Iceman is falling through a void. He lands in a crib, as his parents admire him. His mother tells him all the things he’ll have, while he gets progressively younger. Then his mother freezes solid and shatters. His father yells at him and tells him to go to school. He runs and bumps into Xavier, who tells him he’s going to come to his school. Then he’s running around with the X-Men. His parents remind him that Jean’s dead, which is what happens when you’re a mutant, and that extinction’s a bad career goal. But he’s grabbed by the Champions. Darkstar rejects him, so then he’s an accountant, which makes his parents happy, but leaves him bored. He cries a river that starts to drown him, but he’s picked up by the Defenders. They tell him it’s time to grow up, and decide what he is: a kid hiding behind his mother’s apron, or a hero. He just wants to go back into the darkness where he doesn’t have to make decisions.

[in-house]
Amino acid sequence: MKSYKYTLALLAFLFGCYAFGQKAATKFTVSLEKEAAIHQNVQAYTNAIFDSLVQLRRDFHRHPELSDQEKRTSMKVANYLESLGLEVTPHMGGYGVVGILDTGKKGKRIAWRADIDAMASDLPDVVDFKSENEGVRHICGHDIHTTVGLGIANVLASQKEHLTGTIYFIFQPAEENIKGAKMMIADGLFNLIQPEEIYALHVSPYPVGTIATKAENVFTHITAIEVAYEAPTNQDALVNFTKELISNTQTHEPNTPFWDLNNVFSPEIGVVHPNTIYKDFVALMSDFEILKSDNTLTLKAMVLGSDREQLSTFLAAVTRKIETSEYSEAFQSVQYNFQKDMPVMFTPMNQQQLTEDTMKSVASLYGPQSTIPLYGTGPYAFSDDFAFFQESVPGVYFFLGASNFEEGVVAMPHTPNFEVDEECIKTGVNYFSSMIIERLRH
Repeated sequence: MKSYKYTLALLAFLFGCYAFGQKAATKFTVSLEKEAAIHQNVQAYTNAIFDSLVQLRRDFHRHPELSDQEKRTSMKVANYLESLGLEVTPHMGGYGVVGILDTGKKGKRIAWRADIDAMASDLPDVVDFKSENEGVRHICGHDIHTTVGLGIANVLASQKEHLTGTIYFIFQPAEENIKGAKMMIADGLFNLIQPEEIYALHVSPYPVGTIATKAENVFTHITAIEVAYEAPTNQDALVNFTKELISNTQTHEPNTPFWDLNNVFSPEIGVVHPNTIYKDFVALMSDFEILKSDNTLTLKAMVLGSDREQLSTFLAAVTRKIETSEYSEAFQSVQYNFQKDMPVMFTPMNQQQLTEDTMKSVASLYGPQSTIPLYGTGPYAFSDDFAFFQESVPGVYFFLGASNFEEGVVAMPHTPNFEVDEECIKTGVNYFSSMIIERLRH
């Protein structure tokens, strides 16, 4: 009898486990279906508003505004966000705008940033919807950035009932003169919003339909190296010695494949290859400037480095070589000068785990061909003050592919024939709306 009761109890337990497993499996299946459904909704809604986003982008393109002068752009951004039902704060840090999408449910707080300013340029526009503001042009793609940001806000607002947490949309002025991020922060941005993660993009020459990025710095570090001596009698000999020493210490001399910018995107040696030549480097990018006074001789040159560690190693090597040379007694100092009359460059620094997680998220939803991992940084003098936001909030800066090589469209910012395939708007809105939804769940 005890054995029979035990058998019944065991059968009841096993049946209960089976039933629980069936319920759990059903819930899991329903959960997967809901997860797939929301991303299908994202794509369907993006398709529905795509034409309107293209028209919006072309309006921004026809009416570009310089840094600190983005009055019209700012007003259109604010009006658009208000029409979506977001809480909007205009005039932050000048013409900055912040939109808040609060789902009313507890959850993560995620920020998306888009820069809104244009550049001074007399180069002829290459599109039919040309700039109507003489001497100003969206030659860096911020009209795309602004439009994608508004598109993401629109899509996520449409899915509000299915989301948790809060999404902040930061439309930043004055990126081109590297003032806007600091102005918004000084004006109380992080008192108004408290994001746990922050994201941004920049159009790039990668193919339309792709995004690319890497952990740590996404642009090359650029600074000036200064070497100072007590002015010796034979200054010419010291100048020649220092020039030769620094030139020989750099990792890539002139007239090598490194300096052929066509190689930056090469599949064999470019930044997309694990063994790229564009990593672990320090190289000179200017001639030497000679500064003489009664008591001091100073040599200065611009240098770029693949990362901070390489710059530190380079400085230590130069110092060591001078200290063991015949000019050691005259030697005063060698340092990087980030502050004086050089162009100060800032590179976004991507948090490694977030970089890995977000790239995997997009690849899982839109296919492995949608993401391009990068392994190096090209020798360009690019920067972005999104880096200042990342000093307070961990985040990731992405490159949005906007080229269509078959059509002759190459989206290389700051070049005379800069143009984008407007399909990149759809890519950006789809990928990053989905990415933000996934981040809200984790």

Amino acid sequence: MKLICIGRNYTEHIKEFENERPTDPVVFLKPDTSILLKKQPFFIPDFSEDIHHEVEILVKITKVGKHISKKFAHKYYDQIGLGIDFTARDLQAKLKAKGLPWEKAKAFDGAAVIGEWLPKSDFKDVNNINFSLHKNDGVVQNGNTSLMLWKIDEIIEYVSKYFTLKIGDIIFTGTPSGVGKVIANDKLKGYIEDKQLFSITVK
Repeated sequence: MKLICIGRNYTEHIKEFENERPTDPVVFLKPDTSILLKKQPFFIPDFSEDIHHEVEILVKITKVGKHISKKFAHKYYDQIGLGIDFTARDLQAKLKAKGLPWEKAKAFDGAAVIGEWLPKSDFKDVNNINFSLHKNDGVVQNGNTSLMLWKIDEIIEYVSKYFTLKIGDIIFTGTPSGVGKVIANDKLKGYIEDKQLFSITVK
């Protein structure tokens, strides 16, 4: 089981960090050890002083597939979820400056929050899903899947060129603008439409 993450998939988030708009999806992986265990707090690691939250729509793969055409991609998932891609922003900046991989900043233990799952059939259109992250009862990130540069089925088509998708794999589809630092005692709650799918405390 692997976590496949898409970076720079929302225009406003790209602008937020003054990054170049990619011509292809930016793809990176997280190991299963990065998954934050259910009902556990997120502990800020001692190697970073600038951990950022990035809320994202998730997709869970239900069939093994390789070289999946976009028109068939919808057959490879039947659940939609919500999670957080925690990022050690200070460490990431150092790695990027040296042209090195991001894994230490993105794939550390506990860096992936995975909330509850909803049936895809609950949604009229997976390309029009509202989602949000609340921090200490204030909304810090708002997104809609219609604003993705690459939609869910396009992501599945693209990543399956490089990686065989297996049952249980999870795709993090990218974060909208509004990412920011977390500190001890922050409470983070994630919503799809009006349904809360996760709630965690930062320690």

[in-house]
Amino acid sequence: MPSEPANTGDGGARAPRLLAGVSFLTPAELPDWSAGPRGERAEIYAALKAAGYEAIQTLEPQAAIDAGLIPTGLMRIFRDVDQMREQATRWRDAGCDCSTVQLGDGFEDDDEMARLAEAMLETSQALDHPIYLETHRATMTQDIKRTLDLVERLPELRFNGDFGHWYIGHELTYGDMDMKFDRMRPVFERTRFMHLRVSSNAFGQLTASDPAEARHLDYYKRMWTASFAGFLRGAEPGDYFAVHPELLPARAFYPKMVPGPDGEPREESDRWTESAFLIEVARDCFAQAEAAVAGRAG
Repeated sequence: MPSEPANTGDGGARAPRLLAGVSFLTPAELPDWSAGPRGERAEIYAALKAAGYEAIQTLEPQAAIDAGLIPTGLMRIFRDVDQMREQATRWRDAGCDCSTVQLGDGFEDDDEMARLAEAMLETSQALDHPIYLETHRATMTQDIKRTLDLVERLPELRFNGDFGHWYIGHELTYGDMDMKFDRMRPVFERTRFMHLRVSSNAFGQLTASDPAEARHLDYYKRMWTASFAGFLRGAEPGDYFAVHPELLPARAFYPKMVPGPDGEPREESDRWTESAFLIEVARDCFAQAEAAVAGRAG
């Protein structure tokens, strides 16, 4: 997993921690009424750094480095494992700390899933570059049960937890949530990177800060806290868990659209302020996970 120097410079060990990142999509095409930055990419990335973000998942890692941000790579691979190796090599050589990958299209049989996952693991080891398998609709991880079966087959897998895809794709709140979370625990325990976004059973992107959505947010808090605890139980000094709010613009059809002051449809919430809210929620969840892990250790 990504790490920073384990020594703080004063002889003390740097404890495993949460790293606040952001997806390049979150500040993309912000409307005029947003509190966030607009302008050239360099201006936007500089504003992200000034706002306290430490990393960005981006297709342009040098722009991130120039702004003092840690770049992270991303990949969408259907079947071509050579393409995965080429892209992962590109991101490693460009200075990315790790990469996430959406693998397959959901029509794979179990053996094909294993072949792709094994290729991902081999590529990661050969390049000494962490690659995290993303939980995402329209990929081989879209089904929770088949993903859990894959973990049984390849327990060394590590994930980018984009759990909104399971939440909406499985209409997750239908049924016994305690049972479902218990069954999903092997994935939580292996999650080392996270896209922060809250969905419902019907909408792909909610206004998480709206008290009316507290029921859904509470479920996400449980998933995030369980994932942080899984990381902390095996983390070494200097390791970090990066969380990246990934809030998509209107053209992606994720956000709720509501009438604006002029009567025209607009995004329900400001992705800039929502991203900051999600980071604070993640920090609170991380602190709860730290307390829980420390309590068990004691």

Now, he meets Oblivion, who recaps the previous two issues of the series. When his father died before Iceman could be conceived, Iceman ceased to exist. Oblivion explains himself as the embodiment of the void, and that he created his form and the realm Iceman sees by his hunger. He has no joys. He wants companionship. He shows Iceman what Marge did to Kali – reducing her to a mindless beast. Marge is Oblivion’s child, and is coming into her power. He created her out of a piece of himself, but she was strong-willed, and rebelled against him. He tells Iceman to bring her back to him, in exchange for his father – and thus himself – living again.

He finds himself back in the world, in an idyllic town where prejudice doesn’t exist. Marge’s brother, Walter, finds him, and brings him to their house. Just in time for dinner. After, Iceman and Marge sit on the porch and talk. She says they’re safe where they are, and she can fight off anyone Oblivion sends for her. She says she loves him. But he says he’s confused and terrified by his father’s death and his own possible non-existence, and the only way he can figure out what’s going on is if she goes back to Oblivion. Her family agrees with him, and says she has to go back. She freaks out, and destroys them. Then she destroys the town.